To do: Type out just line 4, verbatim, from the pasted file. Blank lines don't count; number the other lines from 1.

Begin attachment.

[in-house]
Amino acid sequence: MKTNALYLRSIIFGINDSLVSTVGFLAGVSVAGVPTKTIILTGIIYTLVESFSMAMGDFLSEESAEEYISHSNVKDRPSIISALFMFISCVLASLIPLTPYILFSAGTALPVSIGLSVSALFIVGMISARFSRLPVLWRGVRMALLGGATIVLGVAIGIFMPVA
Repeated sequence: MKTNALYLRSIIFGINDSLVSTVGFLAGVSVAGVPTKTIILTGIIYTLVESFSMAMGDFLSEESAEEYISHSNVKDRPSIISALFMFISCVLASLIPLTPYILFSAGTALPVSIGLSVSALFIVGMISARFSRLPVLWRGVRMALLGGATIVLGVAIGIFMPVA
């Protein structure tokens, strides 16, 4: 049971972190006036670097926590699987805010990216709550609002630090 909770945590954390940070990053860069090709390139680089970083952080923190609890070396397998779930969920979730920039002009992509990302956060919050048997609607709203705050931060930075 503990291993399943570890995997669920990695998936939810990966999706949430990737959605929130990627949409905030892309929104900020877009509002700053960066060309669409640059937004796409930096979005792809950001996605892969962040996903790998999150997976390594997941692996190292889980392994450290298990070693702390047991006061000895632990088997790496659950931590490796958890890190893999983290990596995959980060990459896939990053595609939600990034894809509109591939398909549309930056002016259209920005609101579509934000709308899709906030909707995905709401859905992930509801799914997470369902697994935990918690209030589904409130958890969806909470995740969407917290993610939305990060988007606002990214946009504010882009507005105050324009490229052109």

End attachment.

């Protein structure tokens, strides 16, 4: 049971972190006036670097926590699987805010990216709550609002630090 909770945590954390940070990053860069090709390139680089970083952080923190609890070396397998779930969920979730920039002009992509990302956060919050048997609607709203705050931060930075 503990291993399943570890995997669920990695998936939810990966999706949430990737959605929130990627949409905030892309929104900020877009509002700053960066060309669409640059937004796409930096979005792809950001996605892969962040996903790998999150997976390594997941692996190292889980392994450290298990070693702390047991006061000895632990088997790496659950931590490796958890890190893999983290990596995959980060990459896939990053595609939600990034894809509109591939398909549309930056002016259209920005609101579509934000709308899709906030909707995905709401859905992930509801799914997470369902697994935990918690209030589904409130958890969806909470995740969407917290993610939305990060988007606002990214946009504010882009507005105050324009490229052109």